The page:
Roses are red, violets are blue, frogs are icky, but may be good for you

By: Zuri Sullivan

Sorry, kids, but if you kiss a frog, it’s highly unlikely that he’ll turn into a prince. The most you’ll probably get out of it is some icky frog skin slime on your mouth. That may sound terrible, but a new study published in Antimicrobial Agents and Chemotherapy suggests that some components of icky frog skin can have some unexpected benefits for our health.

As you might imagine, frogs are pretty distantly related from humans, and consequently, their immune systems work quite differently from ours. One thing we have in common, however, is that we both produce molecules specialized for killing bacteria, called antimicrobial peptides (AMPs). Humans produce lots of AMPs in their guts— last week, I wrote a story about how the helpful bacteria in our guts manage to survive in the face of these harsh molecules, while dangerous bacteria don’t. Unlike humans, frogs and other amphibians produce AMPs in their skin. To a certain extent, you could say they wear their immune systems on their backs.

Scientists haven’t quite figured out all of the ways that AMPs actually kill bacteria, but if the bacteria are susceptible to them, they work incredibly well. So from the bacteria’s perspective, AMPs are pretty nasty. From biomedical scientists’ perspective, however, this means that AMPs from a variety of species may be able to be used to treat bacterial infections when our own AMPs are inadequate.

This was the focus of the study I mentioned above, led by principal investigator David Craik at the University of Queensland in Australia. His research group wanted to know whether frog AMPs could be used to treat Staphylococcus aureus infection. You may know of Staphylococcus aureus by its more colloquial nickname, Staph. Staph infections are a major problem in hospitals, and the widespread use of antibiotics has led to the emergence of antibiotic resistant staph, also known as MRSA (for methicillin resistant Staphylococcus aureus). Antibiotics are great, but when misused or overused, they can promote the emergence of antibiotic resistant bacteria, necessitating the development of new antibiotics. It’s a vicious cycle, but AMPs could be new weapons in our anti-bacterial arsenal.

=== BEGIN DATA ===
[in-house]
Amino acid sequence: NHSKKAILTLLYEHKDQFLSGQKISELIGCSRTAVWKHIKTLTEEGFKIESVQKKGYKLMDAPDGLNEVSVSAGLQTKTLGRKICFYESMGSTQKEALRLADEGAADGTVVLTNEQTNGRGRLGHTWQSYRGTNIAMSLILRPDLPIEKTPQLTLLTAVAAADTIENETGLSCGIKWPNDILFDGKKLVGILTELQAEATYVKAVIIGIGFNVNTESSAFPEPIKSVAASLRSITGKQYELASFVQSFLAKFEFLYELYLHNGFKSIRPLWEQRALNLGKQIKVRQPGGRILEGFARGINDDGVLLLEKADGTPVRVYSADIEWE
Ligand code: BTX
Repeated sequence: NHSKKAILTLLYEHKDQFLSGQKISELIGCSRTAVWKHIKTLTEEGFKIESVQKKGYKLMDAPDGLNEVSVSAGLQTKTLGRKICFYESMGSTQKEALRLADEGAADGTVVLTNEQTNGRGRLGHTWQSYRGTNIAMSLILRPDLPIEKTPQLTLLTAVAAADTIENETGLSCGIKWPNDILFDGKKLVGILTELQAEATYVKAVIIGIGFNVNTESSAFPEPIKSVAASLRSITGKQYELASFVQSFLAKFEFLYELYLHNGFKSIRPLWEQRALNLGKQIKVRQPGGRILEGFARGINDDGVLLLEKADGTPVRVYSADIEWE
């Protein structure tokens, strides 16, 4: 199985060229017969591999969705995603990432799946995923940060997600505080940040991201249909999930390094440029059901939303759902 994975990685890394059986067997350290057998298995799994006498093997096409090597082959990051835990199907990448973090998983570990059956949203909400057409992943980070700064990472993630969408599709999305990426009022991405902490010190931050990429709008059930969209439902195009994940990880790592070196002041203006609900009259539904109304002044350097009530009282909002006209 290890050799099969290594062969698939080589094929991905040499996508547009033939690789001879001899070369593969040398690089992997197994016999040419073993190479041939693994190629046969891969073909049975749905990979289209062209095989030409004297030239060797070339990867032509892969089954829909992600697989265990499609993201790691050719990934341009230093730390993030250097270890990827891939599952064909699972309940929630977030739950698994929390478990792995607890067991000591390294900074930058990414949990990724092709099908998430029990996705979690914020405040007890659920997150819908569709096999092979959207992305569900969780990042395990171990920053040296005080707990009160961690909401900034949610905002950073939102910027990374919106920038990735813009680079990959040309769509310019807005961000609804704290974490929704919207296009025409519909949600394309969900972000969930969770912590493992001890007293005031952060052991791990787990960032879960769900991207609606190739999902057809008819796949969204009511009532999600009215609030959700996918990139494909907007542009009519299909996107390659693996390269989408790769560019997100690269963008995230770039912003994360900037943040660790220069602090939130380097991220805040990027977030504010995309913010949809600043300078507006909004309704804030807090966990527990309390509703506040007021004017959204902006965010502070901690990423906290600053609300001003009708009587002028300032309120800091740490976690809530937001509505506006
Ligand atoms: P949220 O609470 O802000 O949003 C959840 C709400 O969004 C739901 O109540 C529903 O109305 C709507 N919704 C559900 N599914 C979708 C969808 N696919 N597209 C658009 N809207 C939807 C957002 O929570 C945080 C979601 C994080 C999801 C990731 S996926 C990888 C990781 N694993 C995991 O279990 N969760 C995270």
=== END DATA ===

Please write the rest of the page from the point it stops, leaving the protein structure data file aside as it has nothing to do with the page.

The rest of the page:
Can you really take AMPs from frog skin and use them to treat a staph infection? In mice, the answer seems to be yes. Dr. Craik’s group isolated AMPs from frogs, and studied their chemical structure. If they’d had to run out and catch a frog every time they wanted to do an experiment, the study would have taken forever, so they synthesized molecules that were very similar to the frog AMPs. These synthetic AMPs were then used to treat Staph-infected mice. Surprisingly, they worked! And not only that, but when they tested the compounds to find out if they were toxic to the mice, they seemed to be safe.

This doesn’t mean you should go out and lick a frog next time you’re feeling sick. As Helen and I tried to illustrate before, findings in mice need a lot of work to be extrapolated to humans. We know that a drug’s effect on mice is not always the same as its effect on humans, so clinical trials, despite being absurdly costly and tedious, are really important to make sure our drugs have the effects we want them to. AMPs are also expensive and difficult to synthesize, and scientists will need to find easier ways of making them if they want to try to use them to treat human infections.

Don’t give up on frog AMPs yet, though. With time, scientists may be able to turn them into real treatments for human infections. And in the meantime, you can put them to good use by applying the old Russian method of dipping a frog in unpasteurized milk to keep it from spoiling.